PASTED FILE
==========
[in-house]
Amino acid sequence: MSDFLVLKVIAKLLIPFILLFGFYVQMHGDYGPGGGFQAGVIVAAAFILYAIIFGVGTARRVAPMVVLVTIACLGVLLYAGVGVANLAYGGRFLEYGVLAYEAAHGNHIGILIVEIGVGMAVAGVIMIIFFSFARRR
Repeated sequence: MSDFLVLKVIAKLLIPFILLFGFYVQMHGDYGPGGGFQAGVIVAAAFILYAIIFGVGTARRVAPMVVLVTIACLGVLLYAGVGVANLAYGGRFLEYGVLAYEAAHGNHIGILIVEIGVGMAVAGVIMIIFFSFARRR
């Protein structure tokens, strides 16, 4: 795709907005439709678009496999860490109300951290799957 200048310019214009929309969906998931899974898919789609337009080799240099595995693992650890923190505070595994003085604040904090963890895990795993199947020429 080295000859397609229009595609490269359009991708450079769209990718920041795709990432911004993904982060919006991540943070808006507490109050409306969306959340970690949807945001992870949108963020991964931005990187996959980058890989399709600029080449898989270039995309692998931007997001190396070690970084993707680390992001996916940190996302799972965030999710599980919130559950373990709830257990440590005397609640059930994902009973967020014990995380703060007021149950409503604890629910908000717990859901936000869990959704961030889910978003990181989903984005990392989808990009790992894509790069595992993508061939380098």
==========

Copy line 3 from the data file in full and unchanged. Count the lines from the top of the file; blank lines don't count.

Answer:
Repeated sequence: MSDFLVLKVIAKLLIPFILLFGFYVQMHGDYGPGGGFQAGVIVAAAFILYAIIFGVGTARRVAPMVVLVTIACLGVLLYAGVGVANLAYGGRFLEYGVLAYEAAHGNHIGILIVEIGVGMAVAGVIMIIFFSFARRR